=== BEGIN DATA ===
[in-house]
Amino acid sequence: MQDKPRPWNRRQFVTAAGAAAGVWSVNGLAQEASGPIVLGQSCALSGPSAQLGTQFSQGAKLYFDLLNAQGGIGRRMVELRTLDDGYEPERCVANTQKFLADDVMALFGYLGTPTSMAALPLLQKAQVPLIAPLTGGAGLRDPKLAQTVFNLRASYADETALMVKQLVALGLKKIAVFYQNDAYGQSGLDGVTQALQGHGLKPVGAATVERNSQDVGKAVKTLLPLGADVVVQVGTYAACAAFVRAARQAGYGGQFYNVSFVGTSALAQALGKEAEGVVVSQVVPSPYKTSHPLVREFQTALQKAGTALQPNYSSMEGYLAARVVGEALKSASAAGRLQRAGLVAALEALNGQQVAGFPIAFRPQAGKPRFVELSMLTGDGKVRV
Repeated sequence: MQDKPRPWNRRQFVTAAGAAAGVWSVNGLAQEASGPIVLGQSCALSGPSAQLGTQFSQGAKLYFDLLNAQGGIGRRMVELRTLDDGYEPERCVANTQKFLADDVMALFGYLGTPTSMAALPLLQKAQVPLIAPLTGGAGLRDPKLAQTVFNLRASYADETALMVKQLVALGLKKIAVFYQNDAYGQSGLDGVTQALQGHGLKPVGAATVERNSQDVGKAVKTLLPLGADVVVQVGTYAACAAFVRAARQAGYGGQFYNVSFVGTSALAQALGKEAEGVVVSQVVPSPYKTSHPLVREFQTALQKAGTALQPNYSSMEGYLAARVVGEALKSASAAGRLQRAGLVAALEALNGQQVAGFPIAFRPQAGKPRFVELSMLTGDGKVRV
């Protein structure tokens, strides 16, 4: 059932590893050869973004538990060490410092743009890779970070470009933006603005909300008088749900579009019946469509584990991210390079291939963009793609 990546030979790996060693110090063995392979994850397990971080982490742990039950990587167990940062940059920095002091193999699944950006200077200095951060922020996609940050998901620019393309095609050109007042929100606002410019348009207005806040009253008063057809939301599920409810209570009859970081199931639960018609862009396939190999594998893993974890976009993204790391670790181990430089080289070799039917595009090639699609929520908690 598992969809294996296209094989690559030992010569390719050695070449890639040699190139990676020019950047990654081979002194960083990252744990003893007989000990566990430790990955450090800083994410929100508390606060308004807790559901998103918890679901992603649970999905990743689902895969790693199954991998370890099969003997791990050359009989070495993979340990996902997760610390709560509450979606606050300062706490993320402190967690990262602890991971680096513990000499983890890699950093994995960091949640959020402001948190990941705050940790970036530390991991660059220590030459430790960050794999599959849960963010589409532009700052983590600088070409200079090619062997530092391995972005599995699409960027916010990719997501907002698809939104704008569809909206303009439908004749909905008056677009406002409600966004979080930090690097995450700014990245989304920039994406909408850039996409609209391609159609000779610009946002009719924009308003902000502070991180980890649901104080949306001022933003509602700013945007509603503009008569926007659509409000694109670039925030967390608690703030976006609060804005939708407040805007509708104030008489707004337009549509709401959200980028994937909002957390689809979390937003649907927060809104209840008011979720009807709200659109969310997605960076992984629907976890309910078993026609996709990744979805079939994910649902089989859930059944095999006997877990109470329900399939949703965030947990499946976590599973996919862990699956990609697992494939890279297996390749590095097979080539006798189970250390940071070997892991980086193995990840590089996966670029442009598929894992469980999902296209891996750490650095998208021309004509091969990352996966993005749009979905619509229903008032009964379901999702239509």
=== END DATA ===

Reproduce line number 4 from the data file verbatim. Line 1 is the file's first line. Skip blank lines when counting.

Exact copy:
């Protein structure tokens, strides 16, 4: 059932590893050869973004538990060490410092743009890779970070470009933006603005909300008088749900579009019946469509584990991210390079291939963009793609 990546030979790996060693110090063995392979994850397990971080982490742990039950990587167990940062940059920095002091193999699944950006200077200095951060922020996609940050998901620019393309095609050109007042929100606002410019348009207005806040009253008063057809939301599920409810209570009859970081199931639960018609862009396939190999594998893993974890976009993204790391670790181990430089080289070799039917595009090639699609929520908690 598992969809294996296209094989690559030992010569390719050695070449890639040699190139990676020019950047990654081979002194960083990252744990003893007989000990566990430790990955450090800083994410929100508390606060308004807790559901998103918890679901992603649970999905990743689902895969790693199954991998370890099969003997791990050359009989070495993979340990996902997760610390709560509450979606606050300062706490993320402190967690990262602890991971680096513990000499983890890699950093994995960091949640959020402001948190990941705050940790970036530390991991660059220590030459430790960050794999599959849960963010589409532009700052983590600088070409200079090619062997530092391995972005599995699409960027916010990719997501907002698809939104704008569809909206303009439908004749909905008056677009406002409600966004979080930090690097995450700014990245989304920039994406909408850039996409609209391609159609000779610009946002009719924009308003902000502070991180980890649901104080949306001022933003509602700013945007509603503009008569926007659509409000694109670039925030967390608690703030976006609060804005939708407040805007509708104030008489707004337009549509709401959200980028994937909002957390689809979390937003649907927060809104209840008011979720009807709200659109969310997605960076992984629907976890309910078993026609996709990744979805079939994910649902089989859930059944095999006997877990109470329900399939949703965030947990499946976590599973996919862990699956990609697992494939890279297996390749590095097979080539006798189970250390940071070997892991980086193995990840590089996966670029442009598929894992469980999902296209891996750490650095998208021309004509091969990352996966993005749009979905619509229903008032009964379901999702239509």